File sharing and hosting giant Megaupload was shut down on Thursday, and its founder, Kim Dotcom, was arrested in New Zealand after an indictment accused the site of violating piracy laws. Along with the founder, three others were arrested with two more currently at large, and the site is inaccessible; not even an anti-piracy warning can be found on its front page.
Megaupload.com was a site used for a variety of file-sharing purposes; many were legitimate, and it was endorsed by a number of celebrities, such as Kanye West and Alicia Keys. It was free for use, but also had subscription options for those who didn’t want to wait for downloads and wanted more control panel options. The site was ranked #72 globally, according to Alexa.
Despite its legitimate uses, the indictment accused Megaupload of “costing copyright holders more than $500 million in lost revenue from pirated films and other content.” The MPAA also stated that the “vast majority of content” on Megaupload violated copyright law, and federal officials called it a “mega conspiracy.” Clever. It was also called a “worldwide criminal organization whose members engaged in criminal copyright infringement and money laundering on a massive scale.”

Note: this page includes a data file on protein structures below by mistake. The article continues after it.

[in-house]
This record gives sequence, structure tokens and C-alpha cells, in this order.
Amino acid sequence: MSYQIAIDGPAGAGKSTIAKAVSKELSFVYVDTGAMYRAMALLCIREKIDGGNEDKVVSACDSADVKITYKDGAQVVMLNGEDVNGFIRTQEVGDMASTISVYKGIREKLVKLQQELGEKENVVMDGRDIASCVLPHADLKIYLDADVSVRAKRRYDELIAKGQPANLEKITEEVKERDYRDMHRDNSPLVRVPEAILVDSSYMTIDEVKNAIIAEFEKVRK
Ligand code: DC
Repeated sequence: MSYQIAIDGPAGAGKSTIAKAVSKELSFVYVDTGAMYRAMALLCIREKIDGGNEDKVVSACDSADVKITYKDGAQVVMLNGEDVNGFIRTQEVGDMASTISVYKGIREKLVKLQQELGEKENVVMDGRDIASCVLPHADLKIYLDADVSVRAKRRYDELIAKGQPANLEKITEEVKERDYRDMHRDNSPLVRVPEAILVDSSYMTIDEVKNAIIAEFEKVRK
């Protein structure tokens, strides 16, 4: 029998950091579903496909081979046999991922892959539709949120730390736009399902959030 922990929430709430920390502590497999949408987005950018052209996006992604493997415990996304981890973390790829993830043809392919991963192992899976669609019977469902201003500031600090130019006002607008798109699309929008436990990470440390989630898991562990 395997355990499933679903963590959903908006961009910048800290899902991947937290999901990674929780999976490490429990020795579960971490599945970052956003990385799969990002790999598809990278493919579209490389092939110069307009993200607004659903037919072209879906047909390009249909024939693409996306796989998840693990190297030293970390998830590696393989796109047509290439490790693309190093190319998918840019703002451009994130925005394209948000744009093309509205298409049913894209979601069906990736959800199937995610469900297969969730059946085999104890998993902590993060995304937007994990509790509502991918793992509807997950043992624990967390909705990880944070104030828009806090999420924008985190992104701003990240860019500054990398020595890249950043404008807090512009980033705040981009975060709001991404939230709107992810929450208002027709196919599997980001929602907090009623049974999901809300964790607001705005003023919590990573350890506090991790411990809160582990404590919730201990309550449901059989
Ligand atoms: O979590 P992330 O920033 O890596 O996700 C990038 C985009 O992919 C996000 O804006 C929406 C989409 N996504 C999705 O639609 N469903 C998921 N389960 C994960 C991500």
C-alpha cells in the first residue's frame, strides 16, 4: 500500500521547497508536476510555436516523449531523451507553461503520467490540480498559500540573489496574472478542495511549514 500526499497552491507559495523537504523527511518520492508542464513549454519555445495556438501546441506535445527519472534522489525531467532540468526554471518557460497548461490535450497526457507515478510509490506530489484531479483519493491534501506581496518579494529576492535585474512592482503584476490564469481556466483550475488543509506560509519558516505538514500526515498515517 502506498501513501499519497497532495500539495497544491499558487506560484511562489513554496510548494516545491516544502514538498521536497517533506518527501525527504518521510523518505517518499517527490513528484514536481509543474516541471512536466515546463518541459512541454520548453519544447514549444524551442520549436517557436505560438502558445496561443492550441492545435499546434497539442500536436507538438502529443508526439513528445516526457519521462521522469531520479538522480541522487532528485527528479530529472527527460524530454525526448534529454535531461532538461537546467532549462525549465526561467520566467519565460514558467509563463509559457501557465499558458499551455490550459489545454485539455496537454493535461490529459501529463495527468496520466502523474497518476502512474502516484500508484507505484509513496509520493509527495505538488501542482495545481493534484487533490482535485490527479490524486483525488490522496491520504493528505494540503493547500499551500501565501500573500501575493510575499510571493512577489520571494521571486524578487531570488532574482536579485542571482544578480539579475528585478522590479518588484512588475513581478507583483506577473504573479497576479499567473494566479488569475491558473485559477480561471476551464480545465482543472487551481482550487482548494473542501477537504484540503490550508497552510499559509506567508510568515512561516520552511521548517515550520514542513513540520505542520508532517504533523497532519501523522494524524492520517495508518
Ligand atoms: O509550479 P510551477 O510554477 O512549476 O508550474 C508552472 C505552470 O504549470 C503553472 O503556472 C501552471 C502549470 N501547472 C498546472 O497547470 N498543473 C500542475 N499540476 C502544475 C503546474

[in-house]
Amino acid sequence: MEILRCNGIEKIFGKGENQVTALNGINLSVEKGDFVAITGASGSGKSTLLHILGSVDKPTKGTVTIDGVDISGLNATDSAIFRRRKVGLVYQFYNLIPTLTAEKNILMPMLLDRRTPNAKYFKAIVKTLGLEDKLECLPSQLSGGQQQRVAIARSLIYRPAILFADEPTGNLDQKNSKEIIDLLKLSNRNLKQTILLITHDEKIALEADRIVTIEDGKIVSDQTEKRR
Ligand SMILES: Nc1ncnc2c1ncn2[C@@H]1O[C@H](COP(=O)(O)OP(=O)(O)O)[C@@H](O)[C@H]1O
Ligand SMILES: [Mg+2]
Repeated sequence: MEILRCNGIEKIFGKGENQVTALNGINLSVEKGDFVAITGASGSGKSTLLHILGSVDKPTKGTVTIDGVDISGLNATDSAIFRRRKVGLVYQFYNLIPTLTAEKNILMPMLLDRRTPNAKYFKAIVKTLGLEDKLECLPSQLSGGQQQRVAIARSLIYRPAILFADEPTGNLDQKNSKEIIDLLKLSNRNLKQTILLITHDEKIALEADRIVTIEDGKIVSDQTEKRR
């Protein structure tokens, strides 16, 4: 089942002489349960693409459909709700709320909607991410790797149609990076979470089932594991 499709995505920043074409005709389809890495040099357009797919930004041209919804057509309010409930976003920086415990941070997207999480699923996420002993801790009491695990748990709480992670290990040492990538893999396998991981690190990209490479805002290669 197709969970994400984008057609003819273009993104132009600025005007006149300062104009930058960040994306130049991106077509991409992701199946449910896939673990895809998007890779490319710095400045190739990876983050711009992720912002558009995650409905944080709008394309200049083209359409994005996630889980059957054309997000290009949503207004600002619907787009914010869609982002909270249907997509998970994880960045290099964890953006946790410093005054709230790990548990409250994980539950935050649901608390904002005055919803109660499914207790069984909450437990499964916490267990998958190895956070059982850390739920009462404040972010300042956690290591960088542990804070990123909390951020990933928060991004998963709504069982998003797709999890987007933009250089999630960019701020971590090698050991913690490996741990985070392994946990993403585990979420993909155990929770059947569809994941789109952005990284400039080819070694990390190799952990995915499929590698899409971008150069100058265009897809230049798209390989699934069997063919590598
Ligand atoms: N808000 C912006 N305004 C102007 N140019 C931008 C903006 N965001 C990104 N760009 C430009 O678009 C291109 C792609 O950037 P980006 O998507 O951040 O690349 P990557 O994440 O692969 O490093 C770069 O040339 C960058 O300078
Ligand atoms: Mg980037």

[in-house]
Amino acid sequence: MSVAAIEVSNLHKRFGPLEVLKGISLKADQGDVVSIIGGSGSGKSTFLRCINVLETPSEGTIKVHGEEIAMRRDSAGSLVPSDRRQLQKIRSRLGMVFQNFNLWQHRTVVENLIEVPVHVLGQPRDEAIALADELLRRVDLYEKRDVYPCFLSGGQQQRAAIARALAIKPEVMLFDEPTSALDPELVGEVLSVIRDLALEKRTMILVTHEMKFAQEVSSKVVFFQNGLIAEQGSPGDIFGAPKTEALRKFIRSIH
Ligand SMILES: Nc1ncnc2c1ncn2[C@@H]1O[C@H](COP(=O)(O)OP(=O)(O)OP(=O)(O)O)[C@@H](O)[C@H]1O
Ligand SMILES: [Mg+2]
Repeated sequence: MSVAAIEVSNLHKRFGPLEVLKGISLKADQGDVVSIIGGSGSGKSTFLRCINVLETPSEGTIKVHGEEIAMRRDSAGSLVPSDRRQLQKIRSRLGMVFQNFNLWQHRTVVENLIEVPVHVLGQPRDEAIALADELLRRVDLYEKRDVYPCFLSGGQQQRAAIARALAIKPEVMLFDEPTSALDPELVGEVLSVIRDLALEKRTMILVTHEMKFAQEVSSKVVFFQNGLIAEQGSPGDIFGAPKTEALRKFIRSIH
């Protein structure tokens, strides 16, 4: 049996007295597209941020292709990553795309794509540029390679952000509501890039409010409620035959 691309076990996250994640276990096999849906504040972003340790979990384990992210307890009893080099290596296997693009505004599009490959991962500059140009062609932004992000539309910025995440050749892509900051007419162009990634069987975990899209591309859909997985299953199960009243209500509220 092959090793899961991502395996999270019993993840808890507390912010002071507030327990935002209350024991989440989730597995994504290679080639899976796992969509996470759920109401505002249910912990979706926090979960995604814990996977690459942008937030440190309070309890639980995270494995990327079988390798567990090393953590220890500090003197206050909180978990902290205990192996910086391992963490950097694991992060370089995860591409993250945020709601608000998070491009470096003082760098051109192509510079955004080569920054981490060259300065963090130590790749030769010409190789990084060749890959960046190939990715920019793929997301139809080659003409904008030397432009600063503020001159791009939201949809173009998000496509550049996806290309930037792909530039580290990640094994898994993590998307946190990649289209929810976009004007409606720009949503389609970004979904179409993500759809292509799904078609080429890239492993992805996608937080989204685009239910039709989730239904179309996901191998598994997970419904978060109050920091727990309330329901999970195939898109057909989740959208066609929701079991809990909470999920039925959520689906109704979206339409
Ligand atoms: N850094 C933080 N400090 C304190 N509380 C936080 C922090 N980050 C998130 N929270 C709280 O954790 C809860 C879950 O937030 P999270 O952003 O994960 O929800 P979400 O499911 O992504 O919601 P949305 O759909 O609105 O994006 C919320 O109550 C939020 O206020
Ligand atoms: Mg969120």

A federal judge in Virginia ordered the seizure of 18 domain names affiliated with what the feds called the “Mega conspiracy,” knocking the website offline. About $50 million in assets were seized and 20 search warrants were executed by law enforcement officials in the U.S. and eight other countries.
Groups like the RIAA and MPAA are prone to exaggeration, especially when it comes to anything that can make them appear more reasonable, and their pirate opponents more devilish. As of yet it is unclear just how much content on Megaupload consisted of pirated material, but if such a large site was shut down, there may have been adequate reason. Of course, this comes just one day after the already infamous online protest against PIPA and SOPA, which may spur people to see this as a sign of possible things to come.
Before its closure, the site maintained that the accusations against it were “grotesquely overblown,” and that it would remain online. “The fact is that the vast majority of Mega’s Internet traffic is legitimate, and we are here to stay. If the content industry would like to take advantage of our popularity, we are happy to enter into a dialogue. We have some good ideas. Please get in touch,” its statement said.
The truth of the accusations may yet be seen, and there is no doubt that Megaupload made plenty of money off its user subscriptions and ads. However, Megaupload is most certainly now offline, a scary reminder of how easily a site can be taken offline regardless of its size.